Jeremy Hall of broker WestWon asks if it’s time for brokers to be more collaborative on business

In nearly all our lessor trading agreements there is a term that states "the broker is not allowed to introduce business from another broker".

A few recent events have got me thinking about this. First, ING exiting the market has had a devastating effect on a number of brokers who used it as their main funding line, and some of these individuals are turning to companies like ours.

Secondly, I attended a leasing professionals’ jamboree in London last December and witnessed how so many competitors in the world of UK broking are actually good friends. And lastly, we are starting to see the emergence of a couple of larger brokers whose model is to recruit proactively smaller brokers as a source of business.

So I wondered, is this historic view of broker-to-broker business out of touch with today’s reality?

Going back a step, we have to look at why lessors have this policy in place, and the answer is very simple. These banks analyse acceptance and activation rates, but their love affair with statistics doesn’t stop there. It’s the deals that go wrong they spend more time on, working out why they’ve incurred a loss and using this information to tweak acceptance criteria at the front end.

This careful review of bad deals revealed some of them are due to broker-to-broker-introduced business. Looking deeper, the reasons for these losses are due to the end-user customer being fully exposed with other funders or having a poor credit history. The fact the finance company is so far removed from the sale at this point doesn’t help, and they find themselves making a decision on third or fourth-hand information. In summary, their rationale for not accepting broker-to-broker business seems fair.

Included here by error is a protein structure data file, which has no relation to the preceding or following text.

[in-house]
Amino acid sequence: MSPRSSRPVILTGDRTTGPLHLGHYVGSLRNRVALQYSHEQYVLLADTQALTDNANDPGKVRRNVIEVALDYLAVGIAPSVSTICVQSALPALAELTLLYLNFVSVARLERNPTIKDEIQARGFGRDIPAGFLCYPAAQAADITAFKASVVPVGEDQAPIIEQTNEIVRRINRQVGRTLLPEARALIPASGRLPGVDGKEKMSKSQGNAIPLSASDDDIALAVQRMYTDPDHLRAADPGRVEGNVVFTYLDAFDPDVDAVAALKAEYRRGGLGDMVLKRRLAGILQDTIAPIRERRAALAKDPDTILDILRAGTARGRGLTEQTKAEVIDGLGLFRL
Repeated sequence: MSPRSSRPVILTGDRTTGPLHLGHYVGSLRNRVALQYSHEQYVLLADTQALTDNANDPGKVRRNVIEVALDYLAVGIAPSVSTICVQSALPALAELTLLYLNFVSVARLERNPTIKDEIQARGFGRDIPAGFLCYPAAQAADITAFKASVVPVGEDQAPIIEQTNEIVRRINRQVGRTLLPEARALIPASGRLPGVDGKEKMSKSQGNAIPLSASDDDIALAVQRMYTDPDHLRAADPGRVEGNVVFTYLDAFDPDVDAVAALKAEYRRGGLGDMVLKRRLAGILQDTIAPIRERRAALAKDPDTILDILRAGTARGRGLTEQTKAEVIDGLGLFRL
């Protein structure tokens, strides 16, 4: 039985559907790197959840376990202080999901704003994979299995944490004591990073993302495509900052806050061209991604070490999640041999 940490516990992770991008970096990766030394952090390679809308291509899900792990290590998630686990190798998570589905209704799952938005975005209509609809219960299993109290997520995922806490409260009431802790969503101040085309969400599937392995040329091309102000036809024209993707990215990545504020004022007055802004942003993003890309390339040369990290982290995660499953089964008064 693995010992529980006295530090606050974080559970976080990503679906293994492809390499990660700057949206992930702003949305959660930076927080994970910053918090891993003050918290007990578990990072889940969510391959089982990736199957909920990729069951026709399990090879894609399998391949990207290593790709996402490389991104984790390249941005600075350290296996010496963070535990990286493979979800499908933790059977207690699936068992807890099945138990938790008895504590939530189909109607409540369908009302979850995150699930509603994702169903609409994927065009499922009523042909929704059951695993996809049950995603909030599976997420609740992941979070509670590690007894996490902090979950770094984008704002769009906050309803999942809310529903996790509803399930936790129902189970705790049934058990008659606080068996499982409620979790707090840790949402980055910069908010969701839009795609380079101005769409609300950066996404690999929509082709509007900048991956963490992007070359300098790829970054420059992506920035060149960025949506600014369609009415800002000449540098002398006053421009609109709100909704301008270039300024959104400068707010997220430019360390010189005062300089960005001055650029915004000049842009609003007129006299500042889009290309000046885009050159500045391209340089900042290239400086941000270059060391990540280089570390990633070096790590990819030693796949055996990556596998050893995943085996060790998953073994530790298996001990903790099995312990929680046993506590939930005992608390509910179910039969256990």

Brokers are an interesting breed, however. At a basic level we are in competition, battling it out in a tough environment but on another level, we all get on well together and hold a mutual respect, and some of us have good friends in the sector. So what’s wrong with doing business with friends you respect and trust? Isn’t it normal to help fiends out when they need some assistance, like undertaking a lease for a long-established customer or supplier that cannot be cleared elsewhere?

The reality is lessors hold all the trump cards and the risk of losing a funding line is now even more important than a few years ago. The facts are also that our funders have to respect and trust us – and that means being straight with them.

Over time the broker market will evolve and rather than brokers undertaking "banned" broker-to-broker business, I can see brokers working in collaboration with each other with the approval of their funding partners.

Jeremy Hall is chief executive of WestWon